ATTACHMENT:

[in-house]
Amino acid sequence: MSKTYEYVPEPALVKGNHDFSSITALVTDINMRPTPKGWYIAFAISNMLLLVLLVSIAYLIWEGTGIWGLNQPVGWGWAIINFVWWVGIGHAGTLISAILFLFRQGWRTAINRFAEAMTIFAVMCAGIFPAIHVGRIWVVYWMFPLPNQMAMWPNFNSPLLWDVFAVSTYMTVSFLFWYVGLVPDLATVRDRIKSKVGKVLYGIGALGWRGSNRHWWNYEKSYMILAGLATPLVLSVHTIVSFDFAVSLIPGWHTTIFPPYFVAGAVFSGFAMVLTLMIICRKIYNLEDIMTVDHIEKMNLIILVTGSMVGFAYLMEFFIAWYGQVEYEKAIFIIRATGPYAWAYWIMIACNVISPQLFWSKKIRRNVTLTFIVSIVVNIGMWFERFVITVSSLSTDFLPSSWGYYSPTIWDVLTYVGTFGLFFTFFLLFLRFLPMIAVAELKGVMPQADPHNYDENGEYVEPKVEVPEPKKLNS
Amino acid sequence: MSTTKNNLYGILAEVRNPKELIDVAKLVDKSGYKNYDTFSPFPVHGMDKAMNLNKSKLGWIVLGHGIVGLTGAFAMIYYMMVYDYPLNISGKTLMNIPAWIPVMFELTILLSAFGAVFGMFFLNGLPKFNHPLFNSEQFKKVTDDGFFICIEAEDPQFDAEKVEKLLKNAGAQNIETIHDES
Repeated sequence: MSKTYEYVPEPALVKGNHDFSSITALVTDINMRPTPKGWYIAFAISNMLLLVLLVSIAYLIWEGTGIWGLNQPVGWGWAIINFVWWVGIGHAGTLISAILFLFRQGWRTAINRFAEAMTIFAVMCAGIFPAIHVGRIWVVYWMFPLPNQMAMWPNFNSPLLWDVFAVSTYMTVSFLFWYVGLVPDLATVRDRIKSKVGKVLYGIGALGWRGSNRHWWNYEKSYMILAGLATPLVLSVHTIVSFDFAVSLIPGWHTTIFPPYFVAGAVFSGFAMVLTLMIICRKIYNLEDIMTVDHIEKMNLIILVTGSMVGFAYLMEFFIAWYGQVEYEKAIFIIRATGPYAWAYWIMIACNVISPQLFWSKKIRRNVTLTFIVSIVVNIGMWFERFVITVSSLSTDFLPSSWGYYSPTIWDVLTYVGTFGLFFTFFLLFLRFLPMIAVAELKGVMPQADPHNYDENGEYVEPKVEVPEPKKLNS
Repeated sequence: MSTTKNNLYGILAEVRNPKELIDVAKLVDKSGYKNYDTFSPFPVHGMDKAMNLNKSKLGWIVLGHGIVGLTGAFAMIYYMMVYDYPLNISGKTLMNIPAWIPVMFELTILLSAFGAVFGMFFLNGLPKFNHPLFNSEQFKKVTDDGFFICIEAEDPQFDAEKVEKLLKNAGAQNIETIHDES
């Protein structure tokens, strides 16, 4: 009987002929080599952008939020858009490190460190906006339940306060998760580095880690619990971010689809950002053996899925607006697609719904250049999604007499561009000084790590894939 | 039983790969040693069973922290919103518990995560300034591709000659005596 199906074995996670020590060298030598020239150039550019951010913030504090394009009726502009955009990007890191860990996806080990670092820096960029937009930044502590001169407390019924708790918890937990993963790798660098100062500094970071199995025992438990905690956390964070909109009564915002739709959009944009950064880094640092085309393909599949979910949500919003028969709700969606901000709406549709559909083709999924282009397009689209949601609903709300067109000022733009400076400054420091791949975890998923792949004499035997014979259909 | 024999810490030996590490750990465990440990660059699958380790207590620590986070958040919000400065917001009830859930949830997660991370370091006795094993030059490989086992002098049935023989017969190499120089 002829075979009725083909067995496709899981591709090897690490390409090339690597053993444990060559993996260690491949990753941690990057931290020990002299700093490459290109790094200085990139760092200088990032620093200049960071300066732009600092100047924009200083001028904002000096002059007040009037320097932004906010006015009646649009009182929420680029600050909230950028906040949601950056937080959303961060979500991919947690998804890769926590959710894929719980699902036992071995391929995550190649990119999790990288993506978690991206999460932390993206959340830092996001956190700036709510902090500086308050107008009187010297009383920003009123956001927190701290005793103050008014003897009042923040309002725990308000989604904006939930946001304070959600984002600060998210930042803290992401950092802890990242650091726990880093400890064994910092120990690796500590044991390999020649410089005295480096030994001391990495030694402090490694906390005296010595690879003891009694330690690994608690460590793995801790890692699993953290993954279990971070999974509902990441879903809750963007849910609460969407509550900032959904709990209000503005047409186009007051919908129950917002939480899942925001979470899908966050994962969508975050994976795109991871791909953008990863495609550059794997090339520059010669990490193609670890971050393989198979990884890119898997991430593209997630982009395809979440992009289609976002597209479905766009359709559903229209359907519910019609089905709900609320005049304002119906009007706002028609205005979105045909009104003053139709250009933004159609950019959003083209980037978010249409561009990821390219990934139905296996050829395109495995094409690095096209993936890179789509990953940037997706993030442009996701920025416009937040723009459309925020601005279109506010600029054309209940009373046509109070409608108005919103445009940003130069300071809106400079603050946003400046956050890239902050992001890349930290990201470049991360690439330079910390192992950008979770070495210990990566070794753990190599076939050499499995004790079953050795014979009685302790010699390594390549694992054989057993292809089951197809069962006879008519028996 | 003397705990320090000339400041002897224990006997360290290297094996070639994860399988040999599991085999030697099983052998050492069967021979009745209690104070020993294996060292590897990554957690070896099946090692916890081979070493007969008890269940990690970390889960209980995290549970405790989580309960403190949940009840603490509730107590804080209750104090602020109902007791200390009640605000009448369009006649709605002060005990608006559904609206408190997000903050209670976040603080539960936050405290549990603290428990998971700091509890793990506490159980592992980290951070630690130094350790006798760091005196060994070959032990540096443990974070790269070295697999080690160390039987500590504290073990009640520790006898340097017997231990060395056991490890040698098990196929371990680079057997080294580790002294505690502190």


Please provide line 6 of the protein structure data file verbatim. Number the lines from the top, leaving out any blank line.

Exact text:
């Protein structure tokens, strides 16, 4: 009987002929080599952008939020858009490190460190906006339940306060998760580095880690619990971010689809950002053996899925607006697609719904250049999604007499561009000084790590894939 | 039983790969040693069973922290919103518990995560300034591709000659005596 199906074995996670020590060298030598020239150039550019951010913030504090394009009726502009955009990007890191860990996806080990670092820096960029937009930044502590001169407390019924708790918890937990993963790798660098100062500094970071199995025992438990905690956390964070909109009564915002739709959009944009950064880094640092085309393909599949979910949500919003028969709700969606901000709406549709559909083709999924282009397009689209949601609903709300067109000022733009400076400054420091791949975890998923792949004499035997014979259909 | 024999810490030996590490750990465990440990660059699958380790207590620590986070958040919000400065917001009830859930949830997660991370370091006795094993030059490989086992002098049935023989017969190499120089 002829075979009725083909067995496709899981591709090897690490390409090339690597053993444990060559993996260690491949990753941690990057931290020990002299700093490459290109790094200085990139760092200088990032620093200049960071300066732009600092100047924009200083001028904002000096002059007040009037320097932004906010006015009646649009009182929420680029600050909230950028906040949601950056937080959303961060979500991919947690998804890769926590959710894929719980699902036992071995391929995550190649990119999790990288993506978690991206999460932390993206959340830092996001956190700036709510902090500086308050107008009187010297009383920003009123956001927190701290005793103050008014003897009042923040309002725990308000989604904006939930946001304070959600984002600060998210930042803290992401950092802890990242650091726990880093400890064994910092120990690796500590044991390999020649410089005295480096030994001391990495030694402090490694906390005296010595690879003891009694330690690994608690460590793995801790890692699993953290993954279990971070999974509902990441879903809750963007849910609460969407509550900032959904709990209000503005047409186009007051919908129950917002939480899942925001979470899908966050994962969508975050994976795109991871791909953008990863495609550059794997090339520059010669990490193609670890971050393989198979990884890119898997991430593209997630982009395809979440992009289609976002597209479905766009359709559903229209359907519910019609089905709900609320005049304002119906009007706002028609205005979105045909009104003053139709250009933004159609950019959003083209980037978010249409561009990821390219990934139905296996050829395109495995094409690095096209993936890179789509990953940037997706993030442009996701920025416009937040723009459309925020601005279109506010600029054309209940009373046509109070409608108005919103445009940003130069300071809106400079603050946003400046956050890239902050992001890349930290990201470049991360690439330079910390192992950008979770070495210990990566070794753990190599076939050499499995004790079953050795014979009685302790010699390594390549694992054989057993292809089951197809069962006879008519028996 | 003397705990320090000339400041002897224990006997360290290297094996070639994860399988040999599991085999030697099983052998050492069967021979009745209690104070020993294996060292590897990554957690070896099946090692916890081979070493007969008890269940990690970390889960209980995290549970405790989580309960403190949940009840603490509730107590804080209750104090602020109902007791200390009640605000009448369009006649709605002060005990608006559904609206408190997000903050209670976040603080539960936050405290549990603290428990998971700091509890793990506490159980592992980290951070630690130094350790006798760091005196060994070959032990540096443990974070790269070295697999080690160390039987500590504290073990009640520790006898340097017997231990060395056991490890040698098990196929371990680079057997080294580790002294505690502190």